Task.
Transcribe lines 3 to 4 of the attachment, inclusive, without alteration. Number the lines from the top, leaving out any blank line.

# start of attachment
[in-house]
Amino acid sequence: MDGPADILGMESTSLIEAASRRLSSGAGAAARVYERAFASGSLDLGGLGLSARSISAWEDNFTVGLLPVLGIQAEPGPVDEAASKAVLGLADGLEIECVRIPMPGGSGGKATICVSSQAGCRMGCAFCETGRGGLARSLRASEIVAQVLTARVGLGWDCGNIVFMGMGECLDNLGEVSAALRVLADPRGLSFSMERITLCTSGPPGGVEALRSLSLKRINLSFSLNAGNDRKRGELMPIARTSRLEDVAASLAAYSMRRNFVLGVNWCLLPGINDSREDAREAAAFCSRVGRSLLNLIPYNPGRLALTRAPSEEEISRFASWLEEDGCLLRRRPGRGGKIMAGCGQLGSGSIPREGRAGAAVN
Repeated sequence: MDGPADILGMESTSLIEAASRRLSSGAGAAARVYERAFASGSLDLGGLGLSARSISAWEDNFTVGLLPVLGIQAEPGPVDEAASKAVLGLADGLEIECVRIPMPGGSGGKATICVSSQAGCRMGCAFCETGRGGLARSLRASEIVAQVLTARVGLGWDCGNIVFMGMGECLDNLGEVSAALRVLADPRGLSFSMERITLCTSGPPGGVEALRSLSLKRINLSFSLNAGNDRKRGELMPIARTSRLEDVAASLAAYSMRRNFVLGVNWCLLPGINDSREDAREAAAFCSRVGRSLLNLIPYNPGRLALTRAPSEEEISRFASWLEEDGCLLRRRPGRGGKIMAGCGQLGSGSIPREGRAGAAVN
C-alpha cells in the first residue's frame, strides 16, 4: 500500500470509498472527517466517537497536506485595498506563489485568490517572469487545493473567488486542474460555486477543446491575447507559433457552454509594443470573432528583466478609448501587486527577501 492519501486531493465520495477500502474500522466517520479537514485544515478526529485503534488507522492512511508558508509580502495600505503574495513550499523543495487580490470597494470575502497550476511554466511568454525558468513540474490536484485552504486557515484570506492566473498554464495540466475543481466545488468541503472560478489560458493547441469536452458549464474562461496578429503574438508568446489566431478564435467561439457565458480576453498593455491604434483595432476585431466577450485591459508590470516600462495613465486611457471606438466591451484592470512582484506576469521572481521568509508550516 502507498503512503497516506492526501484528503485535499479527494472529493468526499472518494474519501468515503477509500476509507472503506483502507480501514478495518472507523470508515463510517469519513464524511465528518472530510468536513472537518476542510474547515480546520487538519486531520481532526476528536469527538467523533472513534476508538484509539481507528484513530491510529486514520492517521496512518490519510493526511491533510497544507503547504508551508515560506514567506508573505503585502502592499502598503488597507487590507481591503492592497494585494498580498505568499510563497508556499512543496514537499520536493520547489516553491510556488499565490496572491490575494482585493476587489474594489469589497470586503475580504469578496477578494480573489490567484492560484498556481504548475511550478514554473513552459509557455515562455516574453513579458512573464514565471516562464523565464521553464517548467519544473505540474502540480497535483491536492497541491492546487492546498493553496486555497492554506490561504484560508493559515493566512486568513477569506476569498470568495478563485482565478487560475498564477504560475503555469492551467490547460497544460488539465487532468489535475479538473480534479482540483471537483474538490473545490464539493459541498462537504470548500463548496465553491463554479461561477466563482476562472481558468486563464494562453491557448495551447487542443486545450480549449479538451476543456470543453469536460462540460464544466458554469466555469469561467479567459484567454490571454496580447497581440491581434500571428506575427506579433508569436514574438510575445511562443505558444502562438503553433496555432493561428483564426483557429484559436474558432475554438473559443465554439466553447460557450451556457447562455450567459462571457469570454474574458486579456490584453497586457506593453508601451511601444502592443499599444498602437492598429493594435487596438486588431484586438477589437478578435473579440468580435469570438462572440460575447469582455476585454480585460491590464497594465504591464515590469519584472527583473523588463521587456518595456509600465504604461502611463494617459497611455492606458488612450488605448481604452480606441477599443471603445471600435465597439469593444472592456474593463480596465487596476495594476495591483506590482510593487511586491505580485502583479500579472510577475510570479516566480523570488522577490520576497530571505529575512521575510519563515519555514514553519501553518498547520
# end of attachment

Repeated sequence: MDGPADILGMESTSLIEAASRRLSSGAGAAARVYERAFASGSLDLGGLGLSARSISAWEDNFTVGLLPVLGIQAEPGPVDEAASKAVLGLADGLEIECVRIPMPGGSGGKATICVSSQAGCRMGCAFCETGRGGLARSLRASEIVAQVLTARVGLGWDCGNIVFMGMGECLDNLGEVSAALRVLADPRGLSFSMERITLCTSGPPGGVEALRSLSLKRINLSFSLNAGNDRKRGELMPIARTSRLEDVAASLAAYSMRRNFVLGVNWCLLPGINDSREDAREAAAFCSRVGRSLLNLIPYNPGRLALTRAPSEEEISRFASWLEEDGCLLRRRPGRGGKIMAGCGQLGSGSIPREGRAGAAVN
C-alpha cells in the first residue's frame, strides 16, 4: 500500500470509498472527517466517537497536506485595498506563489485568490517572469487545493473567488486542474460555486477543446491575447507559433457552454509594443470573432528583466478609448501587486527577501 492519501486531493465520495477500502474500522466517520479537514485544515478526529485503534488507522492512511508558508509580502495600505503574495513550499523543495487580490470597494470575502497550476511554466511568454525558468513540474490536484485552504486557515484570506492566473498554464495540466475543481466545488468541503472560478489560458493547441469536452458549464474562461496578429503574438508568446489566431478564435467561439457565458480576453498593455491604434483595432476585431466577450485591459508590470516600462495613465486611457471606438466591451484592470512582484506576469521572481521568509508550516 502507498503512503497516506492526501484528503485535499479527494472529493468526499472518494474519501468515503477509500476509507472503506483502507480501514478495518472507523470508515463510517469519513464524511465528518472530510468536513472537518476542510474547515480546520487538519486531520481532526476528536469527538467523533472513534476508538484509539481507528484513530491510529486514520492517521496512518490519510493526511491533510497544507503547504508551508515560506514567506508573505503585502502592499502598503488597507487590507481591503492592497494585494498580498505568499510563497508556499512543496514537499520536493520547489516553491510556488499565490496572491490575494482585493476587489474594489469589497470586503475580504469578496477578494480573489490567484492560484498556481504548475511550478514554473513552459509557455515562455516574453513579458512573464514565471516562464523565464521553464517548467519544473505540474502540480497535483491536492497541491492546487492546498493553496486555497492554506490561504484560508493559515493566512486568513477569506476569498470568495478563485482565478487560475498564477504560475503555469492551467490547460497544460488539465487532468489535475479538473480534479482540483471537483474538490473545490464539493459541498462537504470548500463548496465553491463554479461561477466563482476562472481558468486563464494562453491557448495551447487542443486545450480549449479538451476543456470543453469536460462540460464544466458554469466555469469561467479567459484567454490571454496580447497581440491581434500571428506575427506579433508569436514574438510575445511562443505558444502562438503553433496555432493561428483564426483557429484559436474558432475554438473559443465554439466553447460557450451556457447562455450567459462571457469570454474574458486579456490584453497586457506593453508601451511601444502592443499599444498602437492598429493594435487596438486588431484586438477589437478578435473579440468580435469570438462572440460575447469582455476585454480585460491590464497594465504591464515590469519584472527583473523588463521587456518595456509600465504604461502611463494617459497611455492606458488612450488605448481604452480606441477599443471603445471600435465597439469593444472592456474593463480596465487596476495594476495591483506590482510593487511586491505580485502583479500579472510577475510570479516566480523570488522577490520576497530571505529575512521575510519563515519555514514553519501553518498547520